A devastating fire broke out in two tower blocks in Spain

Fire safety raises questions that can have major financial consequences. The case has already drawn comparisons to the devastating fire in London in 2017.

A large high-rise complex was gutted by a fast-spreading fire in the Spanish city of Valencia on Thursday evening.

Two adjacent residential buildings of 14 and 10 floors burned to the ground within hours.

As of Friday morning, four people had died in the wreckage. Katy had 9-15 people. The extinguishment continued, and no entry was made into the smoking buildings.

According to eyewitnesses, the worst fire in Valencia started on the lower floors of the second tower. Within half an hour, the entire building was engulfed in flames due to strong winds.

Compared to the ferocity of the fire, the death toll is minimal. 15 people, including several firefighters, were taken to hospital.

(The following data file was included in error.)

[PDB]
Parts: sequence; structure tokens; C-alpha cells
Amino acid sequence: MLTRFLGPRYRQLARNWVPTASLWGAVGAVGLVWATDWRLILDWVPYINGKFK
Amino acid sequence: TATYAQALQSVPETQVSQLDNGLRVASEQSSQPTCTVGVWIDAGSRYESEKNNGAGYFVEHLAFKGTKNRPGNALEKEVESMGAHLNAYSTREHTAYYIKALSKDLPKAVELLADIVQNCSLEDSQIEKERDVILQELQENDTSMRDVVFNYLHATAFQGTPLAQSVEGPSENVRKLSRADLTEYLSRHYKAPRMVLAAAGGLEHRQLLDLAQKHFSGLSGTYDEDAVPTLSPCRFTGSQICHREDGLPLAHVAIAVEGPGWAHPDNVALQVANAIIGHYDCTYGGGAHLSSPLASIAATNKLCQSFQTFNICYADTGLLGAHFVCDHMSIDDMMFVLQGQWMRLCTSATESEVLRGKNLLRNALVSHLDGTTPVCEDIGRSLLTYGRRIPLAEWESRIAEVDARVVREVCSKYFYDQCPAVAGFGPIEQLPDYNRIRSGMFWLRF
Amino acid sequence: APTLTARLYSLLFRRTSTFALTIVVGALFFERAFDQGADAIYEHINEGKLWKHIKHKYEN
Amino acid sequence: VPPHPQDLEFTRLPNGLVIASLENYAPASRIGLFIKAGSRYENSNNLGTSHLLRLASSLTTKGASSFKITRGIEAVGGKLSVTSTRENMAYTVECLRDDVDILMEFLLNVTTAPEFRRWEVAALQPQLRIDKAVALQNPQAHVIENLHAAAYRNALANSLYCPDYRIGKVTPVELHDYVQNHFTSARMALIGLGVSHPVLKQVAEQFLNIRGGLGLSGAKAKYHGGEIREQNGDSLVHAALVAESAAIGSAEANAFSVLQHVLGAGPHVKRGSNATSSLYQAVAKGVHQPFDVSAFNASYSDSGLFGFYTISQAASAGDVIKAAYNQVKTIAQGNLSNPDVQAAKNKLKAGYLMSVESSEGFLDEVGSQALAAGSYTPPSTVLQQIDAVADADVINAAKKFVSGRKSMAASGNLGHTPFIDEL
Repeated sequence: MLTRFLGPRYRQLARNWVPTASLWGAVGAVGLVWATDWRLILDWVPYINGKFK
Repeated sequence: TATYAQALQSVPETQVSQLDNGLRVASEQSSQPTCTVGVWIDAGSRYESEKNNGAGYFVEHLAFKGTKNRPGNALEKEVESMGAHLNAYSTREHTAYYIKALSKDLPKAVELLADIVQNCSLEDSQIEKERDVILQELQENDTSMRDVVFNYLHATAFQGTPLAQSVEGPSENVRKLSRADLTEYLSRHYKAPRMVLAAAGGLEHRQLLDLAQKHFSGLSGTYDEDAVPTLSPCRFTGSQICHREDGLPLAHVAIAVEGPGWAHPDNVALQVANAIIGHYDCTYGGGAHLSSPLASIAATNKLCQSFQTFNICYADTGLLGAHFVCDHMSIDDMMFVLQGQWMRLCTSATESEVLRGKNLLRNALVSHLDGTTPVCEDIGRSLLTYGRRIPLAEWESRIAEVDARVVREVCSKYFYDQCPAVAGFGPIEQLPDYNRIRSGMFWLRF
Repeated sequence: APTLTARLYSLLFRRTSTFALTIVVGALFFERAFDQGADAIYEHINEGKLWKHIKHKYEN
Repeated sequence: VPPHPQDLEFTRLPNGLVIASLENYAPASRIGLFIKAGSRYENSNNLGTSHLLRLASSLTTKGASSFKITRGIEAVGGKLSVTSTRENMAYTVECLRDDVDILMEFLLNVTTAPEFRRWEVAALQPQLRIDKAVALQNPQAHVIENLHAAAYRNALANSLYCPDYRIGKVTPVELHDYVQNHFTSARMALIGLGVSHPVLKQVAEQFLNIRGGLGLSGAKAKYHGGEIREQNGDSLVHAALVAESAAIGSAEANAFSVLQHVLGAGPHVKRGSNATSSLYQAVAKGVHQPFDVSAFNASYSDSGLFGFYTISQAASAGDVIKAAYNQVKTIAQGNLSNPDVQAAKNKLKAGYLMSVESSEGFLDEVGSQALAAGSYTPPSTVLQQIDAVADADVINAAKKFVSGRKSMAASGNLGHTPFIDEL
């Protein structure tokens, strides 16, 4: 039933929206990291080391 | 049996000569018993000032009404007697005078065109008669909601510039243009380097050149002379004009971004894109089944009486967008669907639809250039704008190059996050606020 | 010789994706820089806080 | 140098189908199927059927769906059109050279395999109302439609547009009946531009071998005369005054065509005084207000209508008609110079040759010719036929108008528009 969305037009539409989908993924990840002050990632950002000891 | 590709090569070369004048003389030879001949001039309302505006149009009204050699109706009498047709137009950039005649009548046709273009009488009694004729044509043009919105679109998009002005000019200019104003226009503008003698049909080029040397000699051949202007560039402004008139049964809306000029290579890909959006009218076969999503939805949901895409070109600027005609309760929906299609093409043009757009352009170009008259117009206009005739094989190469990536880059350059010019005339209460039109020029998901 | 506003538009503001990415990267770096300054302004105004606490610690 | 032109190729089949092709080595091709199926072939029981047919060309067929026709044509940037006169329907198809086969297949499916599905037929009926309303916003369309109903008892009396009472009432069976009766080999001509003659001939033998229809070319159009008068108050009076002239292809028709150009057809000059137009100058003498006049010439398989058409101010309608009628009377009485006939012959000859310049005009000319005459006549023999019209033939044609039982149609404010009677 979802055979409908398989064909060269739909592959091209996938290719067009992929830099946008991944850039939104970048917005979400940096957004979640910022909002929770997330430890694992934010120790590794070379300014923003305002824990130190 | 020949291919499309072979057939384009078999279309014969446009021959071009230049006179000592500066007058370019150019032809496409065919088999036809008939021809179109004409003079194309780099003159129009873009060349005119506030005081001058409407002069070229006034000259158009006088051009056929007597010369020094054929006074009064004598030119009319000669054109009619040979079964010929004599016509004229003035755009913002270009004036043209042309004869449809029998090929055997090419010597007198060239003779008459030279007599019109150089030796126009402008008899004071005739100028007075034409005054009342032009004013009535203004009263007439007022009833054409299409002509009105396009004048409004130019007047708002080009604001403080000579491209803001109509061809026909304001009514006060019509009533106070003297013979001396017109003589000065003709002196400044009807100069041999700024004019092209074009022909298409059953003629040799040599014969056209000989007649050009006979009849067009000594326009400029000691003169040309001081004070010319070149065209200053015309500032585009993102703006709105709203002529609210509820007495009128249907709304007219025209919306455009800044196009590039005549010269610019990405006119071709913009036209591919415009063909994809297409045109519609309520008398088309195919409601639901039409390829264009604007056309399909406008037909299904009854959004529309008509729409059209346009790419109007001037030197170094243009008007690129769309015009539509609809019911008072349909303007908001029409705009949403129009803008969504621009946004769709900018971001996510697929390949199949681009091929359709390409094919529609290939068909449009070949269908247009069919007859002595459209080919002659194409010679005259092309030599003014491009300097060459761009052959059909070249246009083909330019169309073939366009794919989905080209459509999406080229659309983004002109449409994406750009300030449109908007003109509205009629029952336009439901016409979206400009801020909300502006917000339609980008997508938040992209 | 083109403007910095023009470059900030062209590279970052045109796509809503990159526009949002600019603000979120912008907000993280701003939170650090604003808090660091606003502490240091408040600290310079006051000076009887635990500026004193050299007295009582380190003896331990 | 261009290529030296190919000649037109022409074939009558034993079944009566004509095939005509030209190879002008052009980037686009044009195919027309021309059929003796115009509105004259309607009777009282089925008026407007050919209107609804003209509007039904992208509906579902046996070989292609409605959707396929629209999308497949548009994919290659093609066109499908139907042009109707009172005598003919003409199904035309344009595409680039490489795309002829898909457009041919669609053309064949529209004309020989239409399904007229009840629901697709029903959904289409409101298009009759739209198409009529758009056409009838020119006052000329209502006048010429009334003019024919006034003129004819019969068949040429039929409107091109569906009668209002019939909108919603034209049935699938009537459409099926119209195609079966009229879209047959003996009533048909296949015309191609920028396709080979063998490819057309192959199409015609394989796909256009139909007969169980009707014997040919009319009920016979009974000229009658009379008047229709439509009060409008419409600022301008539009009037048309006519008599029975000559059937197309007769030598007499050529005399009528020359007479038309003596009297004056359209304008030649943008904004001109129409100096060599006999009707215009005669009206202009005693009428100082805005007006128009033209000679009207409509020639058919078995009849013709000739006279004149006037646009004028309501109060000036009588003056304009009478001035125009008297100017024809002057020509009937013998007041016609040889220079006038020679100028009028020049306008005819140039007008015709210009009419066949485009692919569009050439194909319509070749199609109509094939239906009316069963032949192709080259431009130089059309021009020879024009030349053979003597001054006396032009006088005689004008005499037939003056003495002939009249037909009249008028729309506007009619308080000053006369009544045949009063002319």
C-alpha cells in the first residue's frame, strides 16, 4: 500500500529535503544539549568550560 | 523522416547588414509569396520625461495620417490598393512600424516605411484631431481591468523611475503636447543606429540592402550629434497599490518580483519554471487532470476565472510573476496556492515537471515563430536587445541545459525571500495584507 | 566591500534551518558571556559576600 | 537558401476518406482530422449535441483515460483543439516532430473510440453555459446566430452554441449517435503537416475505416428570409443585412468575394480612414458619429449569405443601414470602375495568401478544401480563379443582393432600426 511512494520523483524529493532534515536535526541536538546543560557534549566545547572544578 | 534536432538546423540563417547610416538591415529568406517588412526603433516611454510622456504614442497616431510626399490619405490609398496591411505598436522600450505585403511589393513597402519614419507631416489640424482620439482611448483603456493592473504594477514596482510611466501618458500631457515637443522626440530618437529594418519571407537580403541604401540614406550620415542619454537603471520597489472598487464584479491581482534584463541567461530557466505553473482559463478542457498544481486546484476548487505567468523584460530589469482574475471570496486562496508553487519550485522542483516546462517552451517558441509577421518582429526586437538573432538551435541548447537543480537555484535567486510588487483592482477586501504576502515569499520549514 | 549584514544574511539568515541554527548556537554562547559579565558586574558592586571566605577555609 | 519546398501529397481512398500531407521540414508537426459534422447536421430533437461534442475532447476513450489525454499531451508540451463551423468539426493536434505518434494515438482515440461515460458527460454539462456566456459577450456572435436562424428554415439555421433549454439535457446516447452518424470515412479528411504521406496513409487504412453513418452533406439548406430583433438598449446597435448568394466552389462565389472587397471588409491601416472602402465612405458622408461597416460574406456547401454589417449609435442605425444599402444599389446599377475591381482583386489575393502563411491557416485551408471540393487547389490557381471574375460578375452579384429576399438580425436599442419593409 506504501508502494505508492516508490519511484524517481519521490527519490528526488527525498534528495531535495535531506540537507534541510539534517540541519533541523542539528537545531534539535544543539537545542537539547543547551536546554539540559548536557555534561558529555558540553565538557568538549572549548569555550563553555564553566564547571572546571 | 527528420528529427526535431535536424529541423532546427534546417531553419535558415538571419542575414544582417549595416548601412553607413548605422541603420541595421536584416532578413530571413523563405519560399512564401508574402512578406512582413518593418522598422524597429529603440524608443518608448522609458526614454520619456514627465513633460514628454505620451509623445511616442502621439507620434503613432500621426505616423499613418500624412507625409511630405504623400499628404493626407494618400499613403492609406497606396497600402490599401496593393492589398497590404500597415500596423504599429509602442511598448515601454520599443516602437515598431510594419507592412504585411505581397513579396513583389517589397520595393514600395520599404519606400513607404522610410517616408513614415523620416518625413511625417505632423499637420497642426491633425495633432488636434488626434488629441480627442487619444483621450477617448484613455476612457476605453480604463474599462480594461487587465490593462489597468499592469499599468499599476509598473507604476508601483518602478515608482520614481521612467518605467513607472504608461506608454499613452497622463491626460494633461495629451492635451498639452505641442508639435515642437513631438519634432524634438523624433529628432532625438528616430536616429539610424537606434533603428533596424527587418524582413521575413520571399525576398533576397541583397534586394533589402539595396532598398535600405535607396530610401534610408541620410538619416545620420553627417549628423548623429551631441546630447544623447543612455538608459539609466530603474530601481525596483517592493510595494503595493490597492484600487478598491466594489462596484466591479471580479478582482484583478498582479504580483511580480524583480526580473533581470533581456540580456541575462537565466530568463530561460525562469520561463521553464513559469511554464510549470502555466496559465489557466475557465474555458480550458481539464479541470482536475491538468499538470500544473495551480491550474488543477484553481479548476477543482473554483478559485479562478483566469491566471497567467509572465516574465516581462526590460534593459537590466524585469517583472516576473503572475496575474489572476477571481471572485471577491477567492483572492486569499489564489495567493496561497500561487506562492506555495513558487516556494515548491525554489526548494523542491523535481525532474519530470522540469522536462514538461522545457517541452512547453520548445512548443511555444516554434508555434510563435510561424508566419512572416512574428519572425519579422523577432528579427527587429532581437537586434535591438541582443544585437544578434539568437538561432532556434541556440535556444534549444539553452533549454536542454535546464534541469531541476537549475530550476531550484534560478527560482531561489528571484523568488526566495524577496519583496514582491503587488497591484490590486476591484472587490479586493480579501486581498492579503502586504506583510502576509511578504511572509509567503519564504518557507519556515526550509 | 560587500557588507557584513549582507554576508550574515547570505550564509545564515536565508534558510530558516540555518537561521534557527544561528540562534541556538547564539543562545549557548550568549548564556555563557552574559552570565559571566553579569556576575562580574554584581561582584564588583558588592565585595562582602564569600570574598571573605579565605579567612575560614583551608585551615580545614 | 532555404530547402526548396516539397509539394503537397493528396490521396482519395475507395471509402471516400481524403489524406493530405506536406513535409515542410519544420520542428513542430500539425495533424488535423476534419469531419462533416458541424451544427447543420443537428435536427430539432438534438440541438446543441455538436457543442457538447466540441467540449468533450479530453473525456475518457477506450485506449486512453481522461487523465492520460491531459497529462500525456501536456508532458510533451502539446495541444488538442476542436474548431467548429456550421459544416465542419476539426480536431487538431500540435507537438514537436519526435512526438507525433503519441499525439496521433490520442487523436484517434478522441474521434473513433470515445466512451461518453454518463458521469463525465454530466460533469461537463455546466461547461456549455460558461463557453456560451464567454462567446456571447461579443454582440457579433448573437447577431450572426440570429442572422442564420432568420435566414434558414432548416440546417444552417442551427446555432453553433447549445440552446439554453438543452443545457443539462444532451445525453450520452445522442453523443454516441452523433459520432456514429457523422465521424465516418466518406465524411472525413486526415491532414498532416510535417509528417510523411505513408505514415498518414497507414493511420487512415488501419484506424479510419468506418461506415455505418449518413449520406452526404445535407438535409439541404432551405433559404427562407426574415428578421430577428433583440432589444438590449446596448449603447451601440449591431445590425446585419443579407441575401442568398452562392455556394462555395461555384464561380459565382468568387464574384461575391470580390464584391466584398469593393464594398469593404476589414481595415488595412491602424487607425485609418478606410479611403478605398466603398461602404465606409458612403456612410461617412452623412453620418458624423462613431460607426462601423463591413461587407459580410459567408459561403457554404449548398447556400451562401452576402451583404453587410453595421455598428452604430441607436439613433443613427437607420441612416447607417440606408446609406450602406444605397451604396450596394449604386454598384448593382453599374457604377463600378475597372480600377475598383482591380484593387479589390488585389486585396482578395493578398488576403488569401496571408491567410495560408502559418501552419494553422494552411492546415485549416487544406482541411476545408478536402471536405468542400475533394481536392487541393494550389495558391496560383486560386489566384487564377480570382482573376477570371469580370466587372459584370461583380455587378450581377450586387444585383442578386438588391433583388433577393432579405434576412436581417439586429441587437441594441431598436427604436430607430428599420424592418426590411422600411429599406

Aluminum sheets and polyurethane

Many are now asking whether combustible materials were used in buildings completed at the end of the Spanish real estate boom of 2008-2009. Flames spread greedily across the façade.

According to an architect familiar with the buildings, the facade insulation consists of Swiss-made aluminum sheets with a polyurethane coating. There was an air gap between them – no fire walls to prevent fire from spreading.

The fire in Valencia is already being compared to the destruction of London's Grenfell Tower in 2017. In connection with the renovation, aluminum sheets were also installed on the facade. The fire that engulfed the 24-storey Grenfell Tower claimed 72 lives and led to extensive fire safety reviews in Britain, resulting in huge costs and loss of property values.

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The same would be true in Spain if building solutions such as the destroyed tower blocks in Valencia were more widely used. During the long real estate boom of 1998-2008, millions of apartments were built in the country.

Heavy costs.

The Valencia fire has drawn comparisons to the devastating fire in London in 2017, which claimed 72 lives and led to extensive fire safety reviews.

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